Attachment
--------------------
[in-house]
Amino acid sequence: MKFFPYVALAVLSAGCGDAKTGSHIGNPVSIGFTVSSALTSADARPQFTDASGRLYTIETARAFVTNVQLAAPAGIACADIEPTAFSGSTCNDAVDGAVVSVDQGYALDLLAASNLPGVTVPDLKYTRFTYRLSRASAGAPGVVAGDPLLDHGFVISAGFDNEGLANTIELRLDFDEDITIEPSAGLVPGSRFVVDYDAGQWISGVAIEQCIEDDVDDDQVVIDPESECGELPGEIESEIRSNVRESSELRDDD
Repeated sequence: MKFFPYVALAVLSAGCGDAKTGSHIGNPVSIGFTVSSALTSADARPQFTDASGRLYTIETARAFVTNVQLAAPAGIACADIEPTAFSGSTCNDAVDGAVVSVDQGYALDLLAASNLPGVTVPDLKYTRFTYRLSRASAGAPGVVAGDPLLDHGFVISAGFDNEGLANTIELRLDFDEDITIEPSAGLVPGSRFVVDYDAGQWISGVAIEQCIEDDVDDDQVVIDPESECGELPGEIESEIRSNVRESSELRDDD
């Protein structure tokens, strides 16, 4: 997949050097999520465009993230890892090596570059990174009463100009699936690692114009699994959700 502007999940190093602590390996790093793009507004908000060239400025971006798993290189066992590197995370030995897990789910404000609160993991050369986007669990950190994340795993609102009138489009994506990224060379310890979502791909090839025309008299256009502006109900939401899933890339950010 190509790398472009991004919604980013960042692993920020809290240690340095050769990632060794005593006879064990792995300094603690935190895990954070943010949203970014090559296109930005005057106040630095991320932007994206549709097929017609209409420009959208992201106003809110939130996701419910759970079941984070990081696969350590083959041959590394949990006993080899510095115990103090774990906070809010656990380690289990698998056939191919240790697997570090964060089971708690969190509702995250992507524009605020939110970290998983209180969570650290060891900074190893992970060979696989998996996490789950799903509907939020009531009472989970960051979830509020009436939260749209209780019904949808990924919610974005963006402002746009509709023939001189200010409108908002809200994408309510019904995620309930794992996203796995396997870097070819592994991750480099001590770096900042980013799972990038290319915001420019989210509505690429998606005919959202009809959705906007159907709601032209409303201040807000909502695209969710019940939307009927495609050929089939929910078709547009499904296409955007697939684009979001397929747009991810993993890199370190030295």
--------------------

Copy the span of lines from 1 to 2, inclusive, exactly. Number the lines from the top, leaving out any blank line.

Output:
[in-house]
Amino acid sequence: MKFFPYVALAVLSAGCGDAKTGSHIGNPVSIGFTVSSALTSADARPQFTDASGRLYTIETARAFVTNVQLAAPAGIACADIEPTAFSGSTCNDAVDGAVVSVDQGYALDLLAASNLPGVTVPDLKYTRFTYRLSRASAGAPGVVAGDPLLDHGFVISAGFDNEGLANTIELRLDFDEDITIEPSAGLVPGSRFVVDYDAGQWISGVAIEQCIEDDVDDDQVVIDPESECGELPGEIESEIRSNVRESSELRDDD